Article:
Recognizing contributions to community service by two groups founded by Returned Peace Corps Volunteers
By NPCA Staff
National Peace Corps Association (NPCA) is pleased to announce the winners of the 2020 Loret Miller Ruppe Award for Outstanding Community Service: Friends of Korea and Friends of Tonga. The awards were presented on September 25 at the annual meeting of NPCA.
Named for the widely admired 10th Director of the Peace Corps, the annual Loret Miller Ruppe Award is presented by NPCA to outstanding affiliate groups for projects that promote the Third Goal of Peace Corps — “strengthen Americans’ understanding about the world and its peoples” — or continue to serve host countries, build group spirit and cooperation, and promote service. Announcing the awards this year was Mary Ruppe Nash, daughter of namesake Loret Miller Ruppe.
Here’s how these this year’s honorees have taken Peace Corps ideals to heart.
Friends of Korea: A guide to understand the transformation of a country
“We left Korea, but Korea never left us,” Gerry Krzic wrote recently. Krzic serves as president of Friends of Korea, a group founded by Returned Peace Corps Volunteers who served in the Republic of Korea from 1966 to 1981, when the Peace Corps program was closed.
Friends of Korea was established in 2002 to foster connections between people in U.S. and Korea — and between Korean-American communities stateside and wider communities. The group has also sought to foster cultural awareness and cultivate philanthropy.
In 2016, Friends of Korea started the Project “Study Guide to Accompany The Korean Transformation,” an easy-to-use manual for educators and workshop facilitators to use when teaching about the dramatic economic, social, and political development of Korea. The guide can be used independently or in conjunction with the “Korean Transformation” DVD (previously made by Friends of Korea). The Study Guide was planned for an initial printing of 40 copies for distribution — however, close to 300 were printed due to great demand. The Study Guide was promoted via electronic media, conference presentations, and teacher/young adult workshops.
The main purpose of the Study Guide was to promote a better understanding to the American public of the dramatic story of modern-day Korea’s development. In addition to the activities devoted to the story of Korea, the guide purposely included “extension” activities so that students can understand about the diversity in their local community, the Peace Corps and community service, and transformative learning — all of which lend themselves to the development of group spirit, cooperation, and the inclination to serve. The guide also helps Friends of Korea to stay connected with the country where they served by spreading one unique story in particular: Korea is the first Peace Corps partner country in the world to launch its own government-funded overseas volunteer service corps, “World Friends Korea.”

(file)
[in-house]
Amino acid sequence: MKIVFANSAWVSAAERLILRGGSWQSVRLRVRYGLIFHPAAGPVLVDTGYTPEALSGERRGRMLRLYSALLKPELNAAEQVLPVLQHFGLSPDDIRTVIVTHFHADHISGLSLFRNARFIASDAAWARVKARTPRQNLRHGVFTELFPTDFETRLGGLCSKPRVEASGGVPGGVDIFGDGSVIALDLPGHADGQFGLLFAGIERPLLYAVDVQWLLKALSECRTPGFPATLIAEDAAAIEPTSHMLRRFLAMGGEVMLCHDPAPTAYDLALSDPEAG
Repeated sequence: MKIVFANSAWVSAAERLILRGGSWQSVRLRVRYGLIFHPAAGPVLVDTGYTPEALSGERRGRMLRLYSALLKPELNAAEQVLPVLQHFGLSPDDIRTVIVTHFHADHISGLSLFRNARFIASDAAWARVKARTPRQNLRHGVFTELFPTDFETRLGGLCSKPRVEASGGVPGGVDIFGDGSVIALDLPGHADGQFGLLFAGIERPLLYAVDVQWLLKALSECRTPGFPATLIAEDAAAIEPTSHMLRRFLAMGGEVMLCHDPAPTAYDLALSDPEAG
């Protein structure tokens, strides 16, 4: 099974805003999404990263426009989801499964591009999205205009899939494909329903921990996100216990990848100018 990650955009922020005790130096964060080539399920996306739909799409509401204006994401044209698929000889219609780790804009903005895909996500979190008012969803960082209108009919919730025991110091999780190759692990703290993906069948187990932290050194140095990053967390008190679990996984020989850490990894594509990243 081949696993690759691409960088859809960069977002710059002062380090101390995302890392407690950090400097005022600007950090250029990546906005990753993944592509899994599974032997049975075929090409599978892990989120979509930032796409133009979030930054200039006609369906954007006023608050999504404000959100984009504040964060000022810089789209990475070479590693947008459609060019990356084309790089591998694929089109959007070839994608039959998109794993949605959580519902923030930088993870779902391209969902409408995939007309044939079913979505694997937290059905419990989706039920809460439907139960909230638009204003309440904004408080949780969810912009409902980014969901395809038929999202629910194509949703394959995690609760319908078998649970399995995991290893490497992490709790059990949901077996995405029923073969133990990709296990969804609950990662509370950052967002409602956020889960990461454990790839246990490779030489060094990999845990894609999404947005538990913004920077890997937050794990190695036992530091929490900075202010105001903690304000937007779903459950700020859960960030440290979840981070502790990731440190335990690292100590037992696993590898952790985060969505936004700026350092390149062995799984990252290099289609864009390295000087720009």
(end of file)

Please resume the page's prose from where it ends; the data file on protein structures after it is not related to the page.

Korea is the first Peace Corps partner country in the world to launch its own government-funded overseas volunteer service corps, “World Friends Korea.”
In accepting the award on behalf of Friends of Korea, Gerry Krzic also paid tribute to Loret Miller Ruppe, addressing her daughter Mary Ruppe Nash: “Mary, I know you have said your mother recognized that peacemaking is a lifelong mission and that she was committed to a spirit of cooperation and service,” he said. “We continue to share the same vision with her.”
As a book published this year by University of Washington Press details, Peace Corps Volunteers who served in Korea are also credited with playing an instrumental role in developing Korean studies as a discipline in the United States.
Friends of Tonga: Helping kids tell their stories — and building connections across the world
“On February 11, 2018, Cyclone Gita, with winds that topped 233 km/h — category 4 hurricane strength — slammed into the Pacific island nation of Tonga,” Michael Hassett and Chiara Collette wrote for WorldView magazine. “It was the worst storm in over 60 years and wrought horrendous damage on the islands of Tongatapu and ‘Eua, resulting in two deaths and numerous injuries. More than 2,000 homes were damaged, crops were destroyed across both islands, and 80 percent of the Tongan population was left without power.”